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Control labor costs - Essay Example

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World over, companies are striving hard to attract and retain their employees. Headhunting is a rampant phenomenon and sometimes companies find themselves struggling to appease and retain their demanding workforce. The workforce is the most important asset of any company…
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Control labor costs
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Download file to see previous pages The company has to satisfy both the customer and the laborer in order to run a profit oriented business in a highly competitive world. Laws and legislations governing the workforce have evolved over the passing decades. Labor issues have always been sources of conflict and they are highly problematic. The employer has to study and develop techniques to control labor costs; he must create solutions which can be implemented and enforced in his company, with a view to garner maximum profits.
One of the major reasons for spiraling labor costs is the unauthorized and unscheduled absenteeism of the workforce. The attendance and the time spent by the workforce must be monitored and the wages must be calculated on the basis of the percentage of the hours worked. This kind of labor monitoring can definitely lead to increasing efficiency. But such a timekeeping system must be devised which does not in anyway question the employee's integrity, but at the same time enables the employer to track the workforce. Labor costs can be kept under control by improving the productivity and efficiency of the employees. This can be done by imparting good training to the workforce and through the use of cost and time saving equipment.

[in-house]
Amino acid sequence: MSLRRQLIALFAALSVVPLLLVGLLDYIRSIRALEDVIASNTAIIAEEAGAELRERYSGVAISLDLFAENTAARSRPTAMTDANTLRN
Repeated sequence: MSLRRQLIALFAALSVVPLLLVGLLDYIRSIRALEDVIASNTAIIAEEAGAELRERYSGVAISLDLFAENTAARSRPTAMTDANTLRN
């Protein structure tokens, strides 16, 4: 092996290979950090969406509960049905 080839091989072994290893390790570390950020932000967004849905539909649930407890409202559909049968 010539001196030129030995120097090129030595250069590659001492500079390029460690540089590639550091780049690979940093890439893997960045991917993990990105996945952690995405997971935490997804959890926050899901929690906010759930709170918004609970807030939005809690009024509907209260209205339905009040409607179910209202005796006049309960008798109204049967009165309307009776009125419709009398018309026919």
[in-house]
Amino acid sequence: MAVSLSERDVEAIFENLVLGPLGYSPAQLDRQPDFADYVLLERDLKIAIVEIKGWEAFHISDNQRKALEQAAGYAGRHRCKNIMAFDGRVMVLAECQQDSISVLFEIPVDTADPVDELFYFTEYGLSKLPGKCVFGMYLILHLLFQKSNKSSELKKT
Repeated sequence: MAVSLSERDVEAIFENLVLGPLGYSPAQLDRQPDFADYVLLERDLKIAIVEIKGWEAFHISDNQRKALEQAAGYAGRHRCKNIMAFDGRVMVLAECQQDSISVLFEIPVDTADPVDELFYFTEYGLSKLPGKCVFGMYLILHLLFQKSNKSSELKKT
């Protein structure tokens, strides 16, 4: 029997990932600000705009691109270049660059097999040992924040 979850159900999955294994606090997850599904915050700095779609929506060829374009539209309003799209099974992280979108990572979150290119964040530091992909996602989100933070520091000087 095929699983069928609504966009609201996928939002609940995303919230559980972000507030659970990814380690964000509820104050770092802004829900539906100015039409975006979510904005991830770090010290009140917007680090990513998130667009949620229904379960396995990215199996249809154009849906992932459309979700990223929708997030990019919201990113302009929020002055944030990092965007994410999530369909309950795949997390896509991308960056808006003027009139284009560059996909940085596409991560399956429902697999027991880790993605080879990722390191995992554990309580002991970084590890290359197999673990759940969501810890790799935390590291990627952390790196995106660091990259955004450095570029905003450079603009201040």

The government plays a major role in decisions regarding the compensation rendered to the employees. It is the duty and the responsibility of the government to ensure that the laborers are not subjected to any kind of wage or gender discrimination. The government must prevent exploitation of the workforce, especially child labor. The unemployed and disadvantaged who are on the dole need both minimum wages and insurance cover, which is provided by the government. The federal and state governments have laws concerning minimum wages for even jobs with low productivity. Standards have been set by the federal government regarding the compensation of employees. They are: Davis Bacon Act (1931), Copeland Act (1934), Walsh-Healey Act (1936), Fair Labor Standards Act (FLSA)(1938), Equal Pay Act (1963), Title VII of Civil Rights Act(1964), Service Contract Act (1965), Age Discrimination Act (1967) and Wage Garnishment Law (1968).
This is an age of increasing mobility. Multi-national companies employ global nationals, expatriates, local nationals, and third-country nationals. Employees move around the world; therefore it is a highly complicated task to devise compensation packages for employees working in disparate situations.
There are different types of employees in multi-national corporation - third country nationals, expatriates and local nationals. Third country nationals are those who belong to another culture or nation having similarities with their place of work. Expatriates are those living outside their country of citizenship. Local nationals are those who are employed in the nation of their origin.
Employers, by and large, have adopted different paths toward controlling labor costs. Most of the employers have discovered that investment in labor management can reap the reward of greater efficiency. This in turn, would give rise to happier employees. Efficient labor management techniques can control spiraling labor costs. Data collection for creating the payroll of employees and the automation of the payroll system reduces labor cost to a great extent.
A survey conducted by Clark Consulting in 2004 found that institutional investor limits and uncertainty about the future accounting treatment for stock-based compensation ...Download file to see next pagesRead More
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